Maangchi's career was born when her son suggested she start making videos of herself cooking Korean dishes.
Running out of summer entertainment ideas? Why not check out the Joey Chestnut Vs. Joey’s All-Stars Fish Taco World Record Challenge, or the Day-Lee Foods World Gyoza Eating Championship?
Or are you horrified by the idea of competitive eating?
Crazy Legs Conti is a defender of the “sport,” as he calls it, and a long-time Major League Eating (MLE) competitor.
Conti got his start by eating 34 dozen oysters, after learning that if he beat the 33 dozen record, the meal would be free. That took place in New Orleans during Superbowl 2002 and took him most of the game.
Since then, things have changed.
“My personal best is 32 dozen in eight minutes,” Conti told Here & Now’s Robin Young. That’s a lot of oysters — 384 to be exact.
“It’s really mind over stomach matter. The stomach has an expansion limit, but the mind does not.”
However, Conti knows there is only a specific time and place where that is possible — both physically and mentally.
“If I was at a barbecue and someone said, ‘Here’s a platter of 25 hot dogs and buns. Take all afternoon and eat them,’ I don’t think I’d want to. Nor, maybe, would I be capable of it,” the competitive eating champion revealed. “But when you tell me it’s a 10-minute contest and I have to beat the eater to my left and right, something else takes over.”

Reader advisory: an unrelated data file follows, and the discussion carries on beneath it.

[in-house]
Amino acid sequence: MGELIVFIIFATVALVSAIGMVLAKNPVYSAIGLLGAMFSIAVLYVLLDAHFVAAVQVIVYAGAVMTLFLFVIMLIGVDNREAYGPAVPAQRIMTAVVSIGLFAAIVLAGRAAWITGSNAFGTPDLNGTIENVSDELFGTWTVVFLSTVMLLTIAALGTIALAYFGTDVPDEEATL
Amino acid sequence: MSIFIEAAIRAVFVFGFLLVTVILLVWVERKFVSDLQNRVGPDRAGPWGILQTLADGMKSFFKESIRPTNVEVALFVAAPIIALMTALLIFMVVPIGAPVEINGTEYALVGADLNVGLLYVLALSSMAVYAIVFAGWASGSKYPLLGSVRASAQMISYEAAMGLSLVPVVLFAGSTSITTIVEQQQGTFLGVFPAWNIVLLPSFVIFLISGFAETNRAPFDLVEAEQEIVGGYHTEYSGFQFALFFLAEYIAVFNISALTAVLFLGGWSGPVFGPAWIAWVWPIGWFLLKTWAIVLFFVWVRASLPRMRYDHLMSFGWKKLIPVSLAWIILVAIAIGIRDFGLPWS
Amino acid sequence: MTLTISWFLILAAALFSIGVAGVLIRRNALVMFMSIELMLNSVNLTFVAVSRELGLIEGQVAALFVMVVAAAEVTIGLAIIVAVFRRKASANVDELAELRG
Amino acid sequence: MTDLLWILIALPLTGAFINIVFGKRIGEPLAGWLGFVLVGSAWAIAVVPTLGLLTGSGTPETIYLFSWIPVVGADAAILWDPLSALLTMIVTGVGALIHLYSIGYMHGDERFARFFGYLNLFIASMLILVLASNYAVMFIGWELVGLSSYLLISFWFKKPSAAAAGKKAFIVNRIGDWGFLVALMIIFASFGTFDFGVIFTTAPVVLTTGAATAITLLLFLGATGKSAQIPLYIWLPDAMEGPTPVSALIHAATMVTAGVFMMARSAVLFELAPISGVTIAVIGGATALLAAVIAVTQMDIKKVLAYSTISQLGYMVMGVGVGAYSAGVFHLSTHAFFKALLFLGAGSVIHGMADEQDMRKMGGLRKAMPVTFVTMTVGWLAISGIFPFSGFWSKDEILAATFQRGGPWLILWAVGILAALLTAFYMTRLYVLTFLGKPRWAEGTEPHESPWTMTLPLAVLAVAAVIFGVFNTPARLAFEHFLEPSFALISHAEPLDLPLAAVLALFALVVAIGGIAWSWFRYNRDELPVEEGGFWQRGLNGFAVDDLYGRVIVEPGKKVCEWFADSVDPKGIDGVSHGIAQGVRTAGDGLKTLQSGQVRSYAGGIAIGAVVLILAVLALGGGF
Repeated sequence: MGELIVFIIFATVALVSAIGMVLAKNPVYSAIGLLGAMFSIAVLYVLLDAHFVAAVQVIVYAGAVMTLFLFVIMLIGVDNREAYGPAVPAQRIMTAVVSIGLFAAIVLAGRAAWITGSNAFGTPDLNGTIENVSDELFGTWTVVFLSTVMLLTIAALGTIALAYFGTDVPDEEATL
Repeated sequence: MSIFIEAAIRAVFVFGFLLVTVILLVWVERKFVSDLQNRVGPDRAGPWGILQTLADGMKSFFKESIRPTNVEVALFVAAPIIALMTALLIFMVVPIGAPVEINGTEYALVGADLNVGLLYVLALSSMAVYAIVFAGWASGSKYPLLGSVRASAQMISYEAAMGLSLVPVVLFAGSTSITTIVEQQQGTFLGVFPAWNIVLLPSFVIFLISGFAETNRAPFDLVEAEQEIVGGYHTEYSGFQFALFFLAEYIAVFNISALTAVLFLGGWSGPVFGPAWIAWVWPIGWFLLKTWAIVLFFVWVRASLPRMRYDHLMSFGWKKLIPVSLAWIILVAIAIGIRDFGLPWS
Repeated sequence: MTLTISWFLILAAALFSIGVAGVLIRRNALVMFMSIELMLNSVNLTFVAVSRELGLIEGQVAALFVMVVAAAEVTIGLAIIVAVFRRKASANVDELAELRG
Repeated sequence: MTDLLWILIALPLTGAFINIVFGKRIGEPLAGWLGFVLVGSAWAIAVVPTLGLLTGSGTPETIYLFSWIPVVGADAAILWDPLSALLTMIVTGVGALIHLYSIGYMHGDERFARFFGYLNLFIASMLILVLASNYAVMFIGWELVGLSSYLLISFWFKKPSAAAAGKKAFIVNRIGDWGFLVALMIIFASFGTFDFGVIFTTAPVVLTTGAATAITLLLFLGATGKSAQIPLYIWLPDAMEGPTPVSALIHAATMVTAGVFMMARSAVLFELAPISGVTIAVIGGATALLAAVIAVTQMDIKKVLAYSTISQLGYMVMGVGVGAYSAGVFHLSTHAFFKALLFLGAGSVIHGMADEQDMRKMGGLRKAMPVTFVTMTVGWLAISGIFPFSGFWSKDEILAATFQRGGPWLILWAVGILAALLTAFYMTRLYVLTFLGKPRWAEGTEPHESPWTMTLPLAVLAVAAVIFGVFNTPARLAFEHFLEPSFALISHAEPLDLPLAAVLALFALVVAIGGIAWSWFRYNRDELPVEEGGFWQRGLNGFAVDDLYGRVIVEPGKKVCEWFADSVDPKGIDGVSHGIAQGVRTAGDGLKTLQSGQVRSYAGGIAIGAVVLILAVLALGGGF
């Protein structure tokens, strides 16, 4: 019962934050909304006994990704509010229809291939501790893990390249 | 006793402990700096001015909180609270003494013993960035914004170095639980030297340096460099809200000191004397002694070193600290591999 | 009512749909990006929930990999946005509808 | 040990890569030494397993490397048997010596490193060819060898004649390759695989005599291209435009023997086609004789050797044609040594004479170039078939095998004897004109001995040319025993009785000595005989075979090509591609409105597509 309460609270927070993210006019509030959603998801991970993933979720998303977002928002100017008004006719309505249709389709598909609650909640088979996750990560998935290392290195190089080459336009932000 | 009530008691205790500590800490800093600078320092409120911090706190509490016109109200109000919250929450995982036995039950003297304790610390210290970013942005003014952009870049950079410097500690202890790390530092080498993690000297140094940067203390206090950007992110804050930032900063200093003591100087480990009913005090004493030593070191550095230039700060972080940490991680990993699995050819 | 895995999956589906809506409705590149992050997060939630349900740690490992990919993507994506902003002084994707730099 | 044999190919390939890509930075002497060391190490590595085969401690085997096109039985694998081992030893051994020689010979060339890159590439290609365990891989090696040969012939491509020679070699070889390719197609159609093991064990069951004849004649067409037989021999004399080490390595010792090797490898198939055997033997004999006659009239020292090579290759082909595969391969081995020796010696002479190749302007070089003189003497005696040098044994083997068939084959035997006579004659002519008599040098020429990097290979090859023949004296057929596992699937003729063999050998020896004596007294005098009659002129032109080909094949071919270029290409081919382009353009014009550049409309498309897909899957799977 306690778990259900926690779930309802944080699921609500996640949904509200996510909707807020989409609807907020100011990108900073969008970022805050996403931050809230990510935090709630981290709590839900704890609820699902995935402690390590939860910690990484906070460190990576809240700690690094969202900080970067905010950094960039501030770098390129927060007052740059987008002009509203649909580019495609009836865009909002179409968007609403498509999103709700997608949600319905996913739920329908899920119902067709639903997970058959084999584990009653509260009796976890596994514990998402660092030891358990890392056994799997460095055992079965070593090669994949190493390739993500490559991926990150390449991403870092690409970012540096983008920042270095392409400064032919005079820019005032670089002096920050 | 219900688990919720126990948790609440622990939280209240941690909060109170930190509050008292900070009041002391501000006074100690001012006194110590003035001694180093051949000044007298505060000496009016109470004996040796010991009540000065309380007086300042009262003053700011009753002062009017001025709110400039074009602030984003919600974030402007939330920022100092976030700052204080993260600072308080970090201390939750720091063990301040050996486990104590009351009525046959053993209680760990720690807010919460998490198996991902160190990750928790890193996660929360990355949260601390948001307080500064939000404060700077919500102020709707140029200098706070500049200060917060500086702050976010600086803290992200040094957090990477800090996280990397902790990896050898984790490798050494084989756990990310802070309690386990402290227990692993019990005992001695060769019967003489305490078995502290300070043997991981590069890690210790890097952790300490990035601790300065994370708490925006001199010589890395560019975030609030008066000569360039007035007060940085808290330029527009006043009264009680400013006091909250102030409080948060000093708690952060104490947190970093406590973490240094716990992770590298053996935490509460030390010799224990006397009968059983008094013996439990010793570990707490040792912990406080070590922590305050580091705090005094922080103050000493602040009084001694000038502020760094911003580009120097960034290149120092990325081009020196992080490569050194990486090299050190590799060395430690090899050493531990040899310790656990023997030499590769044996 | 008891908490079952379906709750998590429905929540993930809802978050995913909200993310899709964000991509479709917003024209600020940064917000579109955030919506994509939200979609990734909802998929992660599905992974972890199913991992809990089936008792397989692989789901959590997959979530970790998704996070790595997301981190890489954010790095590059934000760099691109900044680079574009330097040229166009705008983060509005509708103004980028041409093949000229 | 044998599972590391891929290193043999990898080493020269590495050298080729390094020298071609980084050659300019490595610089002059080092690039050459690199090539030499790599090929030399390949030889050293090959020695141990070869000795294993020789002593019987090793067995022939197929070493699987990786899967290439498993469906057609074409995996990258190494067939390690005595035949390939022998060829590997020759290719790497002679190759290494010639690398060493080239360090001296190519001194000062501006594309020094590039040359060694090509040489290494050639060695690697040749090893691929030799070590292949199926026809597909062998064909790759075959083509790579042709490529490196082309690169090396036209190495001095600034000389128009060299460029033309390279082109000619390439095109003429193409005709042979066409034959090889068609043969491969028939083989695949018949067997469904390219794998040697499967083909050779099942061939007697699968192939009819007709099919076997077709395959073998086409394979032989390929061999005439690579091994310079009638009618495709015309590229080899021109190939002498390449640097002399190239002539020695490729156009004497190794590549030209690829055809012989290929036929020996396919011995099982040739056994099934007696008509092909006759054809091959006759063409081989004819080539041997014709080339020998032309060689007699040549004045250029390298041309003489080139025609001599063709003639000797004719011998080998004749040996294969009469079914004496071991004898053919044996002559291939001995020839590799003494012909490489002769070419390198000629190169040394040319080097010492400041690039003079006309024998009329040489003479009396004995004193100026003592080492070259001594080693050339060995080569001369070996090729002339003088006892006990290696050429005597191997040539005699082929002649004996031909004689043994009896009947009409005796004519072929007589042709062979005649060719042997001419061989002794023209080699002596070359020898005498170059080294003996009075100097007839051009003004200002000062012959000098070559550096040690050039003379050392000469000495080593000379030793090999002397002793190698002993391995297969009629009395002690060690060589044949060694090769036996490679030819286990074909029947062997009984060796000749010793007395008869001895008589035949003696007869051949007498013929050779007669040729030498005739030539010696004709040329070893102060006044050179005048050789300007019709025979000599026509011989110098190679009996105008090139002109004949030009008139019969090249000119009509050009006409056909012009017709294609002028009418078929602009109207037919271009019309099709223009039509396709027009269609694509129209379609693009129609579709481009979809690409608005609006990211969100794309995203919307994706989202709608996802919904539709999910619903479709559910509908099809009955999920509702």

The key to competition, Conti said, is to enter a zen-like mode where the food moves in a robotic fashion. Eating crawfish can be like flipping cards.
“It’s got to be quicker and quicker — like I’m a Vegas blackjack dealer,” he said. “It’s really mind over stomach matter. The stomach has an expansion limit, but the mind does not.”
The former nude model now holds world records in string beans, pancakes, bacon, beef brisket and Twinkies.
Like any athlete, the training that happens away from the table is, perhaps, most important.
“I’ve run the New York Marathon, I’ve run the Boston Marathon, I jog,” Conti said. “Everyone has a way to correct the overconsumption by eating healthily outside of competitive eating.”
Peter O’Dowd follows the route of Abraham Lincoln's funeral train 150 years ago, to look at modern-day race relations and Lincoln's legacy.